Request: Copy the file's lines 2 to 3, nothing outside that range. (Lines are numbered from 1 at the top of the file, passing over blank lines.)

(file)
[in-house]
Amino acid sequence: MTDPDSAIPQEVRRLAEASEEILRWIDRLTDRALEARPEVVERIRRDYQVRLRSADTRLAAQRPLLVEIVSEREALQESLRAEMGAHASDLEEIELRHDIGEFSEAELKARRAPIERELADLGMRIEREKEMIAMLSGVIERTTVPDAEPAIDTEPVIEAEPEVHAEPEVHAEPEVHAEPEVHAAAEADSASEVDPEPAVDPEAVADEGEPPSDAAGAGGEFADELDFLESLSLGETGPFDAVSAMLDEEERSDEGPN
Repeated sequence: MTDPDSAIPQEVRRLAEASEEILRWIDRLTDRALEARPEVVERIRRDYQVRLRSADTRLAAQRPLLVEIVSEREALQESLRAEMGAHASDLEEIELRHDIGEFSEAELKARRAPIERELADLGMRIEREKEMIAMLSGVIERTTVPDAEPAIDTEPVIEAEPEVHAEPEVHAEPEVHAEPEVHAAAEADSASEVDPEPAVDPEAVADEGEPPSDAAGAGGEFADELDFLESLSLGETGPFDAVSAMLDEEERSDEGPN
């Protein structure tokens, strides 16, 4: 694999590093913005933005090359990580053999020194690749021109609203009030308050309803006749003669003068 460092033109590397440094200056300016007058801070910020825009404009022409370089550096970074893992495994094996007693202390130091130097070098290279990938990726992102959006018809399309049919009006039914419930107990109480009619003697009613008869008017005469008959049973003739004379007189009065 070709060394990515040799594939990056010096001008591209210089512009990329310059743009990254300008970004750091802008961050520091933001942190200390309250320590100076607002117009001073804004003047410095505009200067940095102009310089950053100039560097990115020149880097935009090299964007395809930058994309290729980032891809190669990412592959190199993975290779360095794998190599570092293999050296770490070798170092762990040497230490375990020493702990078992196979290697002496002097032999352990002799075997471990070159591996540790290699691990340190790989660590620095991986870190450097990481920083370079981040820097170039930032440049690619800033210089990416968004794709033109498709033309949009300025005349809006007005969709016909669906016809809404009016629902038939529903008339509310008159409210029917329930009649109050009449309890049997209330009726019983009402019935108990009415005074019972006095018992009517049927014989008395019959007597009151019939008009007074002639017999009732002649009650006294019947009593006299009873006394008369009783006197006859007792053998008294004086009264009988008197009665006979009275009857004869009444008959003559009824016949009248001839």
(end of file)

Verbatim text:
Amino acid sequence: MTDPDSAIPQEVRRLAEASEEILRWIDRLTDRALEARPEVVERIRRDYQVRLRSADTRLAAQRPLLVEIVSEREALQESLRAEMGAHASDLEEIELRHDIGEFSEAELKARRAPIERELADLGMRIEREKEMIAMLSGVIERTTVPDAEPAIDTEPVIEAEPEVHAEPEVHAEPEVHAEPEVHAAAEADSASEVDPEPAVDPEAVADEGEPPSDAAGAGGEFADELDFLESLSLGETGPFDAVSAMLDEEERSDEGPN
Repeated sequence: MTDPDSAIPQEVRRLAEASEEILRWIDRLTDRALEARPEVVERIRRDYQVRLRSADTRLAAQRPLLVEIVSEREALQESLRAEMGAHASDLEEIELRHDIGEFSEAELKARRAPIERELADLGMRIEREKEMIAMLSGVIERTTVPDAEPAIDTEPVIEAEPEVHAEPEVHAEPEVHAEPEVHAAAEADSASEVDPEPAVDPEAVADEGEPPSDAAGAGGEFADELDFLESLSLGETGPFDAVSAMLDEEERSDEGPN